The fry are growing, their days indoors numbered now. Next week, fingerlings will swim free, out into the wildness and danger of the open water and this years's Trout Raising Scheme with the Ribble Rivers Trust will start putting its aquaria away

This nearness of change became reflected in our songs and artwork during a day with 2 classes of trout-keepers at Heasandford Primary School
designing a river

I'm happy in my tank, I've got lots of friends
I love my life here, I hope it never ends

Oh no, there's something wrong, there's another fish gone
1 down but 99 going strong

A pike is on the loose, I'd better swim away
Hiding under pebbles, that where I'll lay

Our fishkeepers know perils will surround their charges and hope their fish will be wary of fishermen and bigger fish and kingfishers and bullies. They know that alevins get eaten straight away or might starve to death

Our children also know that this is also a new chapter in these fishy little lives and they hope there will be excitement and space, freedom and rapids to swim in. There might even be romance and a fishy family of their own

A trout like me that's small and sweet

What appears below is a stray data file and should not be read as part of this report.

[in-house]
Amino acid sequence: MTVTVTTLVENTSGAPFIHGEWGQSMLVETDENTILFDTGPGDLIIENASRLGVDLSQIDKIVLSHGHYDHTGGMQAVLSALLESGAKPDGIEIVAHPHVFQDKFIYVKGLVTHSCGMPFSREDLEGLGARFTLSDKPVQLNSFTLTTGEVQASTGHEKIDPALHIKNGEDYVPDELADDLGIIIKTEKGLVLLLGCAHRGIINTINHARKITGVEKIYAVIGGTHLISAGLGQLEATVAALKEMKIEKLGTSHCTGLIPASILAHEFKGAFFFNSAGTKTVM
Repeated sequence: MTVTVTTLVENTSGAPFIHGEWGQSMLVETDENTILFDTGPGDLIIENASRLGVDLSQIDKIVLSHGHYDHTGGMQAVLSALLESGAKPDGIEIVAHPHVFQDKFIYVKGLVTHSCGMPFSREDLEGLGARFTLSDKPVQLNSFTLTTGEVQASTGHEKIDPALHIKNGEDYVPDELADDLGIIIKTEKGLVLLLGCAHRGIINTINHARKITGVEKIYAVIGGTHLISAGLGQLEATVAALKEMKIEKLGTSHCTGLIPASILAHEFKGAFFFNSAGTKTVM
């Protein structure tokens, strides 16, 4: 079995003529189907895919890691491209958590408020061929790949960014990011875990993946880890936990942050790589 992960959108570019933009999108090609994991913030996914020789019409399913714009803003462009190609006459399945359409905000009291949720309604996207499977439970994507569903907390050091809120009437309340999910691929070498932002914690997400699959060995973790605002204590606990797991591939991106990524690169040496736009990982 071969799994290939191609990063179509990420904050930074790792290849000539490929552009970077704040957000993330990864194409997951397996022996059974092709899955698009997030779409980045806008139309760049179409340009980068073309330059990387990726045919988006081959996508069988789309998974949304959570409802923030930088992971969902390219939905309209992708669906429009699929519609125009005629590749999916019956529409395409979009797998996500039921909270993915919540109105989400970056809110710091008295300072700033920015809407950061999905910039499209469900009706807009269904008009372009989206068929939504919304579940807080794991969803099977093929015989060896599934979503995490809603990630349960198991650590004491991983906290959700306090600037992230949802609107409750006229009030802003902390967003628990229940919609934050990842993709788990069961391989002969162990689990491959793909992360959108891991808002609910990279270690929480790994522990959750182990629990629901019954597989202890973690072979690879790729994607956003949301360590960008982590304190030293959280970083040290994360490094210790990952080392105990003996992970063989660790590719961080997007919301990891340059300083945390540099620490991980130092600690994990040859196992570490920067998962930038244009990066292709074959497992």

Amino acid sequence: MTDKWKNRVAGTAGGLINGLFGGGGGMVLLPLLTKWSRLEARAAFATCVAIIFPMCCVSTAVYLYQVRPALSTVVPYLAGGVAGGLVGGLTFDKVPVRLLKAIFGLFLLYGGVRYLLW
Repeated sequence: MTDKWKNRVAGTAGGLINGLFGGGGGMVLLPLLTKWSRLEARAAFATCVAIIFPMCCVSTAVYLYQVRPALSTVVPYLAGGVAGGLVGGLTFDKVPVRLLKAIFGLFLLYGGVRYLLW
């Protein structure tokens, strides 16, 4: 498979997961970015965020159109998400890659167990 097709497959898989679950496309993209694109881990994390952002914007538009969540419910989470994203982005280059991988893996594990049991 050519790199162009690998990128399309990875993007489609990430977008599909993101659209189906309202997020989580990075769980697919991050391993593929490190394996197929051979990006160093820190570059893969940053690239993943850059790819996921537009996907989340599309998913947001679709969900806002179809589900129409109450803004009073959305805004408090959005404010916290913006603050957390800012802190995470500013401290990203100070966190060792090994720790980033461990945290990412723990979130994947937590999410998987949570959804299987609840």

That's the fish I'd like to meet

 I was taken to the river, it's much more fun
Jumping up a waterfall, now I'm free
The river Brun's the place to be

Many thanks to all our artists, musicians 
and songsmiths at Heasandford

waterfall and leaping trout

Thursday, 12 March 2015

from Northern Seas

For no particular reason other than they've been hovering for a while, here are two poems inspired by the Vikings and their presence/absence in the northern seas

1. This day begins in fire and mist,
With a haar* so deep
It steals the sound of the sea
And leaves us in dreadful anticipation
Of the rhythm of the oars and
The long dark ships that burned the world.

This tide ran out,
Ran on down all these years,
And left us here,
Watching the empty sea, and waiting,
In the mist for the fire,
And the long dark ships that changed the world

*Haar: a sea fret, a cold sprawling coastal mist. the term seems to belong 
to the coasts of the North Sea and might well be a Norse term 
adopted along (some of) the coasts they visited

2. The beat of the drum
Is the rhythm of my heart,
The beat of the drum
Is the pulse of my blood,
The beat of the drum
In the oars in the waves,
The beat of the drum